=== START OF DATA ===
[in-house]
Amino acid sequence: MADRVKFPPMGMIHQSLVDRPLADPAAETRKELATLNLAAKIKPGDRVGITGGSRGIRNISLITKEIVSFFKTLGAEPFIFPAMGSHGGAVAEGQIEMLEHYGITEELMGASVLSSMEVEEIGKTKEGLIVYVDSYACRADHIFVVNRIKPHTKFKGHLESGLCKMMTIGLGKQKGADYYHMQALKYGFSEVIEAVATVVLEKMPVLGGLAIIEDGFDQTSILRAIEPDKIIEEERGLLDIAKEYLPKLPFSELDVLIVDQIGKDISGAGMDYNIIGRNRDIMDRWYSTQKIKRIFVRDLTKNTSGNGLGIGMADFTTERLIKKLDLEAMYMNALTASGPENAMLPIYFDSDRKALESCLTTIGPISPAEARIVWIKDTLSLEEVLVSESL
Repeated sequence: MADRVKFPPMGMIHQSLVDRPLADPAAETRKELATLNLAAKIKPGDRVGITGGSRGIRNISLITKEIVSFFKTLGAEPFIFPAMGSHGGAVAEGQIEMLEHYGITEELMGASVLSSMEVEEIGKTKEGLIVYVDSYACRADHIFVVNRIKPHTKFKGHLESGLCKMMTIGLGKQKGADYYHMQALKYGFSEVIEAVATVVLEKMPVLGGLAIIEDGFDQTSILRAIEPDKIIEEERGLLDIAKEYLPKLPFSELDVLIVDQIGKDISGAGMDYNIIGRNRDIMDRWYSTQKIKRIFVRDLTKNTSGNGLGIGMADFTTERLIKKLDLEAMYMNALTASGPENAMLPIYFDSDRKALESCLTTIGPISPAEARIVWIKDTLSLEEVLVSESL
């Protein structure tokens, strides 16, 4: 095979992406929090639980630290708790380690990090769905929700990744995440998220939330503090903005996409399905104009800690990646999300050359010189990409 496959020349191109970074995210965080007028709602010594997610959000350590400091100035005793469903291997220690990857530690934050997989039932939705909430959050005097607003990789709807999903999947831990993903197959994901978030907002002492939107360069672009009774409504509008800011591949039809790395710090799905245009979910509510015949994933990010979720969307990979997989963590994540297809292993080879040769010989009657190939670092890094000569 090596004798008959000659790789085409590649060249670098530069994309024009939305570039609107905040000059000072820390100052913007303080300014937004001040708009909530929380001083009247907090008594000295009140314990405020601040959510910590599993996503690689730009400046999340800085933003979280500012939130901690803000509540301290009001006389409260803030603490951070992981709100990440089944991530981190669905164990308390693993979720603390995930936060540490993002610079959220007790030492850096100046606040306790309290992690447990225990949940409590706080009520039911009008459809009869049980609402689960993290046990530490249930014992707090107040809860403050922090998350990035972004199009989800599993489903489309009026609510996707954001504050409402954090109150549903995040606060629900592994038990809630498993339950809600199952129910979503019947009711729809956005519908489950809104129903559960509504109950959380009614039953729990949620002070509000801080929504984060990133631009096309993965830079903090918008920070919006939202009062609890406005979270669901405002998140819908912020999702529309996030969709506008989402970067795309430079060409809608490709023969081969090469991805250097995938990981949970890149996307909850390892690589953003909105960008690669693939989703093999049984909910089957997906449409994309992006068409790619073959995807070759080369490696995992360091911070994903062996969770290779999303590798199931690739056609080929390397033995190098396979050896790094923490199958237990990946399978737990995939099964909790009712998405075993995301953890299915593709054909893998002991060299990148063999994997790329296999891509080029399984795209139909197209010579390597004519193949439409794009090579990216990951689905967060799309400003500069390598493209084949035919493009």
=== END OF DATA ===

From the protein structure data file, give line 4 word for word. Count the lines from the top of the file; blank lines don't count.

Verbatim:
């Protein structure tokens, strides 16, 4: 095979992406929090639980630290708790380690990090769905929700990744995440998220939330503090903005996409399905104009800690990646999300050359010189990409 496959020349191109970074995210965080007028709602010594997610959000350590400091100035005793469903291997220690990857530690934050997989039932939705909430959050005097607003990789709807999903999947831990993903197959994901978030907002002492939107360069672009009774409504509008800011591949039809790395710090799905245009979910509510015949994933990010979720969307990979997989963590994540297809292993080879040769010989009657190939670092890094000569 090596004798008959000659790789085409590649060249670098530069994309024009939305570039609107905040000059000072820390100052913007303080300014937004001040708009909530929380001083009247907090008594000295009140314990405020601040959510910590599993996503690689730009400046999340800085933003979280500012939130901690803000509540301290009001006389409260803030603490951070992981709100990440089944991530981190669905164990308390693993979720603390995930936060540490993002610079959220007790030492850096100046606040306790309290992690447990225990949940409590706080009520039911009008459809009869049980609402689960993290046990530490249930014992707090107040809860403050922090998350990035972004199009989800599993489903489309009026609510996707954001504050409402954090109150549903995040606060629900592994038990809630498993339950809600199952129910979503019947009711729809956005519908489950809104129903559960509504109950959380009614039953729990949620002070509000801080929504984060990133631009096309993965830079903090918008920070919006939202009062609890406005979270669901405002998140819908912020999702529309996030969709506008989402970067795309430079060409809608490709023969081969090469991805250097995938990981949970890149996307909850390892690589953003909105960008690669693939989703093999049984909910089957997906449409994309992006068409790619073959995807070759080369490696995992360091911070994903062996969770290779999303590798199931690739056609080929390397033995190098396979050896790094923490199958237990990946399978737990995939099964909790009712998405075993995301953890299915593709054909893998002991060299990148063999994997790329296999891509080029399984795209139909197209010579390597004519193949439409794009090579990216990951689905967060799309400003500069390598493209084949035919493009």